The United States on Thursday for the first time publicly disclosed a failed attempt last month to rescue a U.S. citizen held hostage by al-Qaeda in the Arabian Peninsula, the group’s Yemen arm. U.S. officials said President Barack Obama last month authorized a secret raid to rescue Luke Somers, a 33-year-old journalist who was kidnapped in Yemen’s capital Sanaa in September 2013. Somers was not at the targeted location, although other hostages were freed, the officials said. The U.S. disclosure came after the appearance of a new extremist video purporting to show Somers and threatening to kill him if unspecified demands were not met.
As soon as the U.S. government had reliable intelligence and an operational plan, the president authorized the Department of Defense to conduct an operation to recover Mr. Somers. Regrettably, Luke was not present.
Bernadette Meehan, a spokeswoman for the White House National Security Council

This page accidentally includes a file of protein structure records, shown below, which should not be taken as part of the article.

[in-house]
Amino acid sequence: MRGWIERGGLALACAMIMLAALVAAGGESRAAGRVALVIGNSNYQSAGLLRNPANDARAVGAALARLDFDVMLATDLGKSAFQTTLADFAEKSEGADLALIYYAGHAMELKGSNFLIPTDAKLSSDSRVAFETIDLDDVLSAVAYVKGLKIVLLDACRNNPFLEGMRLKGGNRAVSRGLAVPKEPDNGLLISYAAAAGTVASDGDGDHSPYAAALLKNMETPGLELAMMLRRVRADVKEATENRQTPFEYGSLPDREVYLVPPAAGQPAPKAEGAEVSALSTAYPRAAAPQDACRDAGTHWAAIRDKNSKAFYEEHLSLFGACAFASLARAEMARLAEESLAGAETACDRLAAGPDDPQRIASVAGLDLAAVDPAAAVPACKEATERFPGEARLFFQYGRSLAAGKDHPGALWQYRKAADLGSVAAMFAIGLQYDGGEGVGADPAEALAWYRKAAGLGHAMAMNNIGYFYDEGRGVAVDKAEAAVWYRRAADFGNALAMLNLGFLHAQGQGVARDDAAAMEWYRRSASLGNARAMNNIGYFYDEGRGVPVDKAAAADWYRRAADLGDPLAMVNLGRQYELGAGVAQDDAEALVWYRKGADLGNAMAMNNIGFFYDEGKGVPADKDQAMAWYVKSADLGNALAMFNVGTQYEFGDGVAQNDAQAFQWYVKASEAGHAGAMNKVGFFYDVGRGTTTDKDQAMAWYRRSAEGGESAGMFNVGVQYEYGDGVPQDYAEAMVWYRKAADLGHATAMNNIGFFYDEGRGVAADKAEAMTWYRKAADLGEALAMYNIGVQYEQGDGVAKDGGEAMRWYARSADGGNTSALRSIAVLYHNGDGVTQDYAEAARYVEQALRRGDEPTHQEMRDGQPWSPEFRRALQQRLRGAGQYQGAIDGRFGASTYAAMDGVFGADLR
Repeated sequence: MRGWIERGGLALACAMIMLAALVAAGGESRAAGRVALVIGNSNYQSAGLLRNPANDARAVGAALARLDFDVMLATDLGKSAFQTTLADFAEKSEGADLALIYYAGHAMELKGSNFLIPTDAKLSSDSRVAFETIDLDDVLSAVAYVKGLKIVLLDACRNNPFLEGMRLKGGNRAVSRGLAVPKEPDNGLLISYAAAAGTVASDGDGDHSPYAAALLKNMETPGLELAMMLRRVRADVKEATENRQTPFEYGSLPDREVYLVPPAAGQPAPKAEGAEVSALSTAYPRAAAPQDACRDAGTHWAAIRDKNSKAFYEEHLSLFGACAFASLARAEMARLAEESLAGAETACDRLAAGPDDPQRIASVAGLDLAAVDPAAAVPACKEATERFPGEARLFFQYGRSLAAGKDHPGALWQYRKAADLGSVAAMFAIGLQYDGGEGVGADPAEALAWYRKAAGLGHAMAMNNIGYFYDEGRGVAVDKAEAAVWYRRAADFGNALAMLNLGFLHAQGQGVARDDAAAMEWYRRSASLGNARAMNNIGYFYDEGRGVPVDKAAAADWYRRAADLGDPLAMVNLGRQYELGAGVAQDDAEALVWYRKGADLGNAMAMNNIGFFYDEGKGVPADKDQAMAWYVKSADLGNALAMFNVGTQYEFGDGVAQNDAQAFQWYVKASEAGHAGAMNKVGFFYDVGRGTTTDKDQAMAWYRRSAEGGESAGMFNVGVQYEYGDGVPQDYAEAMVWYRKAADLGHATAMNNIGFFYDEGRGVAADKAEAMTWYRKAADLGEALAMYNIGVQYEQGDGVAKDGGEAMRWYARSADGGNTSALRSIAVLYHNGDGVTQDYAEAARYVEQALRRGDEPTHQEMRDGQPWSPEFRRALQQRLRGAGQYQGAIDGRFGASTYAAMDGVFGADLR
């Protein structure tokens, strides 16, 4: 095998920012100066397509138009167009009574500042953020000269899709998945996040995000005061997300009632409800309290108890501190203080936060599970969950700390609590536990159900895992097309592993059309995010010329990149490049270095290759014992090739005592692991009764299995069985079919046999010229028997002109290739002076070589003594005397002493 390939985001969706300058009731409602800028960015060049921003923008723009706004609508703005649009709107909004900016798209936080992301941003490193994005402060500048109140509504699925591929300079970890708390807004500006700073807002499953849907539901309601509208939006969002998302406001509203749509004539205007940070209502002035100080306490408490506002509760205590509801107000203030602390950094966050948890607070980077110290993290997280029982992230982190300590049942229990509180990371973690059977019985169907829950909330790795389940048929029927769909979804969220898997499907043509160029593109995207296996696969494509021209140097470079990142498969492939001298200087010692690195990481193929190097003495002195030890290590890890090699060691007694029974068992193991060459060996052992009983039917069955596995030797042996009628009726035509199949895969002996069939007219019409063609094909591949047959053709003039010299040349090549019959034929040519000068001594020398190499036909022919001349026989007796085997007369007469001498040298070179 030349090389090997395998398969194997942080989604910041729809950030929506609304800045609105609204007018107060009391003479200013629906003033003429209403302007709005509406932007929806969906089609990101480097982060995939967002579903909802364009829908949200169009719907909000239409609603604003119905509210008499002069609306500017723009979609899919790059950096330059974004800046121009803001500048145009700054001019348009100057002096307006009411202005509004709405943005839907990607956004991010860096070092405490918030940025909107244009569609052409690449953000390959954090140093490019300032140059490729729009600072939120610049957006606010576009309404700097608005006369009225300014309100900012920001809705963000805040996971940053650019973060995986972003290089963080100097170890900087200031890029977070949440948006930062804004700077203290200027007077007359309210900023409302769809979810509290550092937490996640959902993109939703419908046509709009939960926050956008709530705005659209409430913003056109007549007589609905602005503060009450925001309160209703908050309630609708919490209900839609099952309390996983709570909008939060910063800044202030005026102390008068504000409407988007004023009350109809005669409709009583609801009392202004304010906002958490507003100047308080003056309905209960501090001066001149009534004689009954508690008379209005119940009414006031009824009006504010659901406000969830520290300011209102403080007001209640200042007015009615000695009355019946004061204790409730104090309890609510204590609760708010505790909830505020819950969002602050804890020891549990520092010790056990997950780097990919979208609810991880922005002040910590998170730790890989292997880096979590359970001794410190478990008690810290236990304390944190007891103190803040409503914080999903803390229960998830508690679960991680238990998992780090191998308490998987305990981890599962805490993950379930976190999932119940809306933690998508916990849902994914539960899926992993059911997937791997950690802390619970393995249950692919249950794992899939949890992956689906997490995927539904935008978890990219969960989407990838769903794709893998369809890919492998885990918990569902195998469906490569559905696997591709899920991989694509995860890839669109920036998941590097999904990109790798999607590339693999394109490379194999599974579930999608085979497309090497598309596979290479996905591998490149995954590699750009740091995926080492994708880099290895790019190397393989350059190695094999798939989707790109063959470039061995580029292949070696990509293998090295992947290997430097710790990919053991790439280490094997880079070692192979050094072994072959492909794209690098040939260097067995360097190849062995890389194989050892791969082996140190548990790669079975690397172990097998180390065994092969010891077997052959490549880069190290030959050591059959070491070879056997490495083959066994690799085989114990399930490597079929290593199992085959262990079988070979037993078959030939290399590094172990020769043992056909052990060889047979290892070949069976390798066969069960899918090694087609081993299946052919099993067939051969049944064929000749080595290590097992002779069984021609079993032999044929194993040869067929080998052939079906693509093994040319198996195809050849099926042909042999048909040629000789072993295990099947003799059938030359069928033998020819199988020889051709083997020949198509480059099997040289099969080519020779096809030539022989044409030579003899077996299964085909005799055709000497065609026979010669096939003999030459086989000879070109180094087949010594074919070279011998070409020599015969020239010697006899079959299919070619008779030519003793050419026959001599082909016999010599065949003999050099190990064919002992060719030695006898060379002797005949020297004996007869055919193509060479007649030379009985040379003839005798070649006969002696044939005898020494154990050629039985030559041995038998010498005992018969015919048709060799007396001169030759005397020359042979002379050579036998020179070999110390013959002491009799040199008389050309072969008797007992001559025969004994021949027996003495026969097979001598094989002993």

Meanwhile, in Washington D.C., senators raised but then postponed an effort Thursday to advance a new legal justification for U.S. military operations against the Islamic State, highlighting the difficulty of carrying out what lawmakers say is their constitutional duty to declare war. Three months into the U.S. intervention and with lawmakers nearing a winter recess, Democrats on the Senate Foreign Relations Committee sought to push through a measure defining how Obama can use military force in Iraq and Syria. But Republicans who are generally supportive of the war rebelled, objecting to blessing a military campaign through an amendment to an unrelated water bill.